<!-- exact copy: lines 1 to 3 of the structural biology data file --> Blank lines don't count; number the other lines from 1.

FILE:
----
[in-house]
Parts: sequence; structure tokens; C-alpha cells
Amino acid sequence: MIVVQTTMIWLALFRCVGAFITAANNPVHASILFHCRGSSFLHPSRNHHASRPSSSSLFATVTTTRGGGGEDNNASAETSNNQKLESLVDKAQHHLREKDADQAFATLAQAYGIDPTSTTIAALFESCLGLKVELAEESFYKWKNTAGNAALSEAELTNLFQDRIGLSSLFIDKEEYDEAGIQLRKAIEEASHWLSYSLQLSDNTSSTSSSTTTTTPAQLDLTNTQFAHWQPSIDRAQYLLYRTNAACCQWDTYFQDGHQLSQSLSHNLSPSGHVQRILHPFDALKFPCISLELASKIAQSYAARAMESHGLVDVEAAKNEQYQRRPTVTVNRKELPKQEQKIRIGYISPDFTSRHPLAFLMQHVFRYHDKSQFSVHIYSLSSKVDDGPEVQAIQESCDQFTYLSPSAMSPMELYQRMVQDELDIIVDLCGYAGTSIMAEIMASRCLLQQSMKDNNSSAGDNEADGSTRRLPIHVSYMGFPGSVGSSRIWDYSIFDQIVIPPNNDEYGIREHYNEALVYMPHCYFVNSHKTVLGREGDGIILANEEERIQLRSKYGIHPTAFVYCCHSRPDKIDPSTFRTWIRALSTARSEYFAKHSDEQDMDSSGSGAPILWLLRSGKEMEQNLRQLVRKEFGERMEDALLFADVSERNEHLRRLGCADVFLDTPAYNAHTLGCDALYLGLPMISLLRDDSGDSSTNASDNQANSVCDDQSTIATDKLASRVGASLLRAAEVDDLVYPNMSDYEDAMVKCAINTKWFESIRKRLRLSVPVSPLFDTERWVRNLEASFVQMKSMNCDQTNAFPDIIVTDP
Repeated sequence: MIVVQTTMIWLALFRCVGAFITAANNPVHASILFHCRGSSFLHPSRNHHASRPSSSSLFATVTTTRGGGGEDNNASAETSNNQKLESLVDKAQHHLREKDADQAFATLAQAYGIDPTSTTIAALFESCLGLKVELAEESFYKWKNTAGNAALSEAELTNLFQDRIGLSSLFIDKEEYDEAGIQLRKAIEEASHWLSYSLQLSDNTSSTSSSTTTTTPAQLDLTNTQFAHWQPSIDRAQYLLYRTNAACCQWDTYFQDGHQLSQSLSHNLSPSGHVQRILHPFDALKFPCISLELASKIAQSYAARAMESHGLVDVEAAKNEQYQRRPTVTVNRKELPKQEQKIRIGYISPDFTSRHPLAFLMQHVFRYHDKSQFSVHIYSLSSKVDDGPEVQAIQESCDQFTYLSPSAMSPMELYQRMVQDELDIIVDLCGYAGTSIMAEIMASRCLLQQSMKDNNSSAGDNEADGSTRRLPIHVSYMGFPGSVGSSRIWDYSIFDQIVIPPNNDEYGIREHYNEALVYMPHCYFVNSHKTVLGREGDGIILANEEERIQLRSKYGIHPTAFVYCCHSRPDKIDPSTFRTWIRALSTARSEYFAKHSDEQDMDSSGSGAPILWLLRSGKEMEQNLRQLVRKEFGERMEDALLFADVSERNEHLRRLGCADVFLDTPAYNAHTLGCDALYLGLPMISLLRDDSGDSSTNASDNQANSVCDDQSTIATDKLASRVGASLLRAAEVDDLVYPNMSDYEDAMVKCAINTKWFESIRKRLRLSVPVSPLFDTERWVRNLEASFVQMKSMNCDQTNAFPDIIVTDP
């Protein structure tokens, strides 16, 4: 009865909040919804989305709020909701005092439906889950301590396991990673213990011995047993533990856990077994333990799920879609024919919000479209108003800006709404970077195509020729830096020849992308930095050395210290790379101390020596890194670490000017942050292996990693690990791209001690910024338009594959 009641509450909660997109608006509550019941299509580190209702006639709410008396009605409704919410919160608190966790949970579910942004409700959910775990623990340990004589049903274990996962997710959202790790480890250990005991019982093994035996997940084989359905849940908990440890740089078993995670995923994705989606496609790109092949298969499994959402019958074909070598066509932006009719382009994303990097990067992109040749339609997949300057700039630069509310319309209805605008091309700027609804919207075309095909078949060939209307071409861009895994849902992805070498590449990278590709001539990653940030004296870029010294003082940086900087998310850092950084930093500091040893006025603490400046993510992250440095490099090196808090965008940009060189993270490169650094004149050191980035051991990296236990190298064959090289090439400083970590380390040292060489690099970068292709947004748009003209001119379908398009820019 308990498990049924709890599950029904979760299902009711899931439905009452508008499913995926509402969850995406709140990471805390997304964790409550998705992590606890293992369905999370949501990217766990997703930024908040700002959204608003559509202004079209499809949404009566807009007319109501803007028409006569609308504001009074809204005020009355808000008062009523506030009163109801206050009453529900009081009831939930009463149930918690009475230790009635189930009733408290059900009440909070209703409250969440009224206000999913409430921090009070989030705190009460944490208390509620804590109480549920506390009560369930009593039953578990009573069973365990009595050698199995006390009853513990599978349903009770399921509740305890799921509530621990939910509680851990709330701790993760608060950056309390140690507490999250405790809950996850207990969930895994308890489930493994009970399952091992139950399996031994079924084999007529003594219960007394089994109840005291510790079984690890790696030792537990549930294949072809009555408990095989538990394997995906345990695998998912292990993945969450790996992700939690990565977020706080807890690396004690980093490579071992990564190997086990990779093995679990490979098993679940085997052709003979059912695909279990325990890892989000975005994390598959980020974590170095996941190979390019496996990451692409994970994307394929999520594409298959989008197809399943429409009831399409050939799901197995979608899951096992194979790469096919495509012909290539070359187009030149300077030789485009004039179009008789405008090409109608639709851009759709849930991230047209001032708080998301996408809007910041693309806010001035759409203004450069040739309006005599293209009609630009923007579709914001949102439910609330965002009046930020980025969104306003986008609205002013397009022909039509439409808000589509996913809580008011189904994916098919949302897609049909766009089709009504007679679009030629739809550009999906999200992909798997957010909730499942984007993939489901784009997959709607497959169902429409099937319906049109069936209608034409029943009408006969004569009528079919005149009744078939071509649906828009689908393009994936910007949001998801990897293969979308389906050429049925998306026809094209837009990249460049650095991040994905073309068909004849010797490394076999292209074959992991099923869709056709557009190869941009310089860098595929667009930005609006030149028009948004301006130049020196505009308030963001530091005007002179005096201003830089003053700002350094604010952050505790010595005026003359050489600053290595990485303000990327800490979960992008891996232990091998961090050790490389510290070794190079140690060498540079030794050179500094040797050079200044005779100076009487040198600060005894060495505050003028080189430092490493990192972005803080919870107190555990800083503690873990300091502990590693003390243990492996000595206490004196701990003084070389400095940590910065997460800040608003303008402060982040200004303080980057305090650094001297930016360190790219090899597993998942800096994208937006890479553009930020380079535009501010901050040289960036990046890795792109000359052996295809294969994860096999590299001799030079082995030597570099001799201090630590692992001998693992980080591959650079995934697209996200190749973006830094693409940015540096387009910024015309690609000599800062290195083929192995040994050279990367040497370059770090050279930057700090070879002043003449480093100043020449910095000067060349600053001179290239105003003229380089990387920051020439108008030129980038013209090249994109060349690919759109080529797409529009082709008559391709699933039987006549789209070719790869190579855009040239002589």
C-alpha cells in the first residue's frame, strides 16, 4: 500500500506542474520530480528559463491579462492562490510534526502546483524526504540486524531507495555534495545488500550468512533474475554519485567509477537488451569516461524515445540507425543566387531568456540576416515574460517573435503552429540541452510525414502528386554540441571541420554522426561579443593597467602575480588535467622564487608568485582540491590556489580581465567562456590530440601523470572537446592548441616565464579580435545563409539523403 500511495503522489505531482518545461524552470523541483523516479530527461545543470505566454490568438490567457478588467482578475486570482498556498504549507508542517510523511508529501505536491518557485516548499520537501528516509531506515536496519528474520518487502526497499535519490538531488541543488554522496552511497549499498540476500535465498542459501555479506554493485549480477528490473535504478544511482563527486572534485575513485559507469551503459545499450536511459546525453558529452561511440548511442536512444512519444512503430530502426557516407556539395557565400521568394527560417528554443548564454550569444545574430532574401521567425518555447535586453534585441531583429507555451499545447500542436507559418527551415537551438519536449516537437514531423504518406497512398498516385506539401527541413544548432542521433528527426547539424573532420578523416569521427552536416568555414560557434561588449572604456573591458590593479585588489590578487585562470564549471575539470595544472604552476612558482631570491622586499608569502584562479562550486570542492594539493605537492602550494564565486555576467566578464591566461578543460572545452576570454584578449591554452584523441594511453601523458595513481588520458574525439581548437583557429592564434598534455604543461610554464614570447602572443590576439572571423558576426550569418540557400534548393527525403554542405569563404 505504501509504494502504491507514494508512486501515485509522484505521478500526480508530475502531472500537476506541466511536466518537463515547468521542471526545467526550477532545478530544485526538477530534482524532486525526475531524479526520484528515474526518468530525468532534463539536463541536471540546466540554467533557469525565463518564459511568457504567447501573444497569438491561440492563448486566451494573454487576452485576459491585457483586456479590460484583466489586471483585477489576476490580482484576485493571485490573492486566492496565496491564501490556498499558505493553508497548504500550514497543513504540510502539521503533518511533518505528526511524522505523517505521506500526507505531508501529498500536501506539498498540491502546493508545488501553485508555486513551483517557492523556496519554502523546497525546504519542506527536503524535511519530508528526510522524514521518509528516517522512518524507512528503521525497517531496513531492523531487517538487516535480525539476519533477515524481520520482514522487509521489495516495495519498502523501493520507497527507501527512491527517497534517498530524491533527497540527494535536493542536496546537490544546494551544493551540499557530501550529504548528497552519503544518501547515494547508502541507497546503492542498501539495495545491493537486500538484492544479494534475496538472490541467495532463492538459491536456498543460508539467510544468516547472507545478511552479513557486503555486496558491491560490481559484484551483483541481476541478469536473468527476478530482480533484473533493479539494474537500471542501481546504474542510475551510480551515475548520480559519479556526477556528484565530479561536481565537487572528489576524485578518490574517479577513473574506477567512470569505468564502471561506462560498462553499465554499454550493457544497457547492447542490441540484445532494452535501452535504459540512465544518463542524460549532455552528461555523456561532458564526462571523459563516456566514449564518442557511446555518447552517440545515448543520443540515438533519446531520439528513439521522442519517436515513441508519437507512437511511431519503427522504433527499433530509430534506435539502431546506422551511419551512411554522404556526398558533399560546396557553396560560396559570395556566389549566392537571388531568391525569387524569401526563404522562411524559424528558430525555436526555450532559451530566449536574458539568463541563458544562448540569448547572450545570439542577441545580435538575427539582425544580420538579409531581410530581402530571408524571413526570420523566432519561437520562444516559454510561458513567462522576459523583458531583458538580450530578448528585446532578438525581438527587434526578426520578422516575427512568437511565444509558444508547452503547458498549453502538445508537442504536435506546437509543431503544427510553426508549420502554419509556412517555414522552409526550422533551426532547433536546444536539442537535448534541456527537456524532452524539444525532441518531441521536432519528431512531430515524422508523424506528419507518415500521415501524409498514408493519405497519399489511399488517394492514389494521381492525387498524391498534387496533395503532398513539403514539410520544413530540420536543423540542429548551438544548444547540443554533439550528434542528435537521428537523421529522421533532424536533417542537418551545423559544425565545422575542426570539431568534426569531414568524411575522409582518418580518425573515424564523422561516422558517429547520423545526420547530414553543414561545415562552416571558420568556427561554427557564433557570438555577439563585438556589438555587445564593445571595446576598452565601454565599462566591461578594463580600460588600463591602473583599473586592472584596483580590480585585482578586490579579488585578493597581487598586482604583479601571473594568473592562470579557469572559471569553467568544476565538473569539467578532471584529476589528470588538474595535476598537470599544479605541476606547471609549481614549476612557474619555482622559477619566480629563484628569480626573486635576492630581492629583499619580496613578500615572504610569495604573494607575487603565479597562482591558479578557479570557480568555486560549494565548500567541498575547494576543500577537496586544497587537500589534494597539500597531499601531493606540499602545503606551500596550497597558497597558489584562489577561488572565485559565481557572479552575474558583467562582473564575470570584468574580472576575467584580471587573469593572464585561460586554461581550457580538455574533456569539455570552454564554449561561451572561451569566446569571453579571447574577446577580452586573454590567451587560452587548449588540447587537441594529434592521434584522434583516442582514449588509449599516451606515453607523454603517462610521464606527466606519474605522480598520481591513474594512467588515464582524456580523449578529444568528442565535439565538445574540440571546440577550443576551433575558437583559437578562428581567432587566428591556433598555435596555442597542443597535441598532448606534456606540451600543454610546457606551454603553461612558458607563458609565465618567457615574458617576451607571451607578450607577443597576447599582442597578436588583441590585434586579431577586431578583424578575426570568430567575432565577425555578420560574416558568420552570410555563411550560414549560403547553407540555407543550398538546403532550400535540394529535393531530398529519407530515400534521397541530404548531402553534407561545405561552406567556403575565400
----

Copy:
[in-house]
Parts: sequence; structure tokens; C-alpha cells
Amino acid sequence: MIVVQTTMIWLALFRCVGAFITAANNPVHASILFHCRGSSFLHPSRNHHASRPSSSSLFATVTTTRGGGGEDNNASAETSNNQKLESLVDKAQHHLREKDADQAFATLAQAYGIDPTSTTIAALFESCLGLKVELAEESFYKWKNTAGNAALSEAELTNLFQDRIGLSSLFIDKEEYDEAGIQLRKAIEEASHWLSYSLQLSDNTSSTSSSTTTTTPAQLDLTNTQFAHWQPSIDRAQYLLYRTNAACCQWDTYFQDGHQLSQSLSHNLSPSGHVQRILHPFDALKFPCISLELASKIAQSYAARAMESHGLVDVEAAKNEQYQRRPTVTVNRKELPKQEQKIRIGYISPDFTSRHPLAFLMQHVFRYHDKSQFSVHIYSLSSKVDDGPEVQAIQESCDQFTYLSPSAMSPMELYQRMVQDELDIIVDLCGYAGTSIMAEIMASRCLLQQSMKDNNSSAGDNEADGSTRRLPIHVSYMGFPGSVGSSRIWDYSIFDQIVIPPNNDEYGIREHYNEALVYMPHCYFVNSHKTVLGREGDGIILANEEERIQLRSKYGIHPTAFVYCCHSRPDKIDPSTFRTWIRALSTARSEYFAKHSDEQDMDSSGSGAPILWLLRSGKEMEQNLRQLVRKEFGERMEDALLFADVSERNEHLRRLGCADVFLDTPAYNAHTLGCDALYLGLPMISLLRDDSGDSSTNASDNQANSVCDDQSTIATDKLASRVGASLLRAAEVDDLVYPNMSDYEDAMVKCAINTKWFESIRKRLRLSVPVSPLFDTERWVRNLEASFVQMKSMNCDQTNAFPDIIVTDP